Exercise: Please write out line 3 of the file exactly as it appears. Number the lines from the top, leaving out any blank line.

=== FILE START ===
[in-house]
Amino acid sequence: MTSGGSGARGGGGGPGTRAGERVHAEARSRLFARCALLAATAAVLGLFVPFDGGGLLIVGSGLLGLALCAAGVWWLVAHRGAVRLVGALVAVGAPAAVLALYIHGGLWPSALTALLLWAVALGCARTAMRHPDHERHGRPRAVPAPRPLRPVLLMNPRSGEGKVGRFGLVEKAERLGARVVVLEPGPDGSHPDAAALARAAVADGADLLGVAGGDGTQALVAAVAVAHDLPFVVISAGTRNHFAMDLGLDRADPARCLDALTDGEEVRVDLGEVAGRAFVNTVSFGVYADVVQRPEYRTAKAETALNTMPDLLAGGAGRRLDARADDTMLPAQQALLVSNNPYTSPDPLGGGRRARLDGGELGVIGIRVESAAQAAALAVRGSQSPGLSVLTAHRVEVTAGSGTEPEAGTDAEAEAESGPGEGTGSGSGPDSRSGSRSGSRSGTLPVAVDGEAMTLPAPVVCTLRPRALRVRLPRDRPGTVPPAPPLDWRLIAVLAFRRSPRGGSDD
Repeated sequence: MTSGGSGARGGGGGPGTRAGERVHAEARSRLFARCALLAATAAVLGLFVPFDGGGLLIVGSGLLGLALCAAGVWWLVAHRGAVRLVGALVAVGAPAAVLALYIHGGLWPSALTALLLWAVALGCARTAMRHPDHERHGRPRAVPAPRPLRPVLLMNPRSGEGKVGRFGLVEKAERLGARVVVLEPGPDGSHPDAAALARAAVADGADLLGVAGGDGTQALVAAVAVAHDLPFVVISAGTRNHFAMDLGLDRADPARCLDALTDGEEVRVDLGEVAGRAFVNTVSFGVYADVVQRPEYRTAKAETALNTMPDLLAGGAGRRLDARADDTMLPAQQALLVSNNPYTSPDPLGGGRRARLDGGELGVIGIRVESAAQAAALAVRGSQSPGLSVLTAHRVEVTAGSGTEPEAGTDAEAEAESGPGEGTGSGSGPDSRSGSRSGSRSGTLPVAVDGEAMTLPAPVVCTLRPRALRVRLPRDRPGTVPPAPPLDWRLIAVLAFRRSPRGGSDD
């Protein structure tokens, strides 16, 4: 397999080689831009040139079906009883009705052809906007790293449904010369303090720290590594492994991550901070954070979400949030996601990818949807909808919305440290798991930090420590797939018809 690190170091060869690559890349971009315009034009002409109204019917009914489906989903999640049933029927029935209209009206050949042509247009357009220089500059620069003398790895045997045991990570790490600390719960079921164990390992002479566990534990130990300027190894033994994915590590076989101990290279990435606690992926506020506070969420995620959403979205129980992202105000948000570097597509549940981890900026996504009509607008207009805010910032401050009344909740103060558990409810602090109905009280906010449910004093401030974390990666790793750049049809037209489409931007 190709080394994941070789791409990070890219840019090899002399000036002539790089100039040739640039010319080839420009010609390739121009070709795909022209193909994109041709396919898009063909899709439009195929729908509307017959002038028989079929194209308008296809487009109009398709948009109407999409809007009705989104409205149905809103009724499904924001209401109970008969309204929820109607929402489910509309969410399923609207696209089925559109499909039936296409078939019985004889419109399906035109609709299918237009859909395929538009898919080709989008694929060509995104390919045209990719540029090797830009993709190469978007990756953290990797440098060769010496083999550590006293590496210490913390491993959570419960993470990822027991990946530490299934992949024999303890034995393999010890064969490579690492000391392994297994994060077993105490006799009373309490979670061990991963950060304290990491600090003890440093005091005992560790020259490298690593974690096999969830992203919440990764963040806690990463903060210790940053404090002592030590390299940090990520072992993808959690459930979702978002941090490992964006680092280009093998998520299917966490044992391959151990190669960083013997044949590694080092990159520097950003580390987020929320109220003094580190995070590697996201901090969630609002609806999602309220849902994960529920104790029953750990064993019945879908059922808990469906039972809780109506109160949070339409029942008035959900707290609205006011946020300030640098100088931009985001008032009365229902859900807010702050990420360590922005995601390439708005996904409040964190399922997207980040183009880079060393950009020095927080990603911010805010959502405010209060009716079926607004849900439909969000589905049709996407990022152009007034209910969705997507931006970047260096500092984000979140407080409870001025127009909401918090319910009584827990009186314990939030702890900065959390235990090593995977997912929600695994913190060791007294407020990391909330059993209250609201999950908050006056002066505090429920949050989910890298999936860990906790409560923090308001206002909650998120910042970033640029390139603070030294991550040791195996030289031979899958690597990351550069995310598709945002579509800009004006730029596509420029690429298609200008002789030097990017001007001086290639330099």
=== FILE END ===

Repeated sequence: MTSGGSGARGGGGGPGTRAGERVHAEARSRLFARCALLAATAAVLGLFVPFDGGGLLIVGSGLLGLALCAAGVWWLVAHRGAVRLVGALVAVGAPAAVLALYIHGGLWPSALTALLLWAVALGCARTAMRHPDHERHGRPRAVPAPRPLRPVLLMNPRSGEGKVGRFGLVEKAERLGARVVVLEPGPDGSHPDAAALARAAVADGADLLGVAGGDGTQALVAAVAVAHDLPFVVISAGTRNHFAMDLGLDRADPARCLDALTDGEEVRVDLGEVAGRAFVNTVSFGVYADVVQRPEYRTAKAETALNTMPDLLAGGAGRRLDARADDTMLPAQQALLVSNNPYTSPDPLGGGRRARLDGGELGVIGIRVESAAQAAALAVRGSQSPGLSVLTAHRVEVTAGSGTEPEAGTDAEAEAESGPGEGTGSGSGPDSRSGSRSGSRSGTLPVAVDGEAMTLPAPVVCTLRPRALRVRLPRDRPGTVPPAPPLDWRLIAVLAFRRSPRGGSDD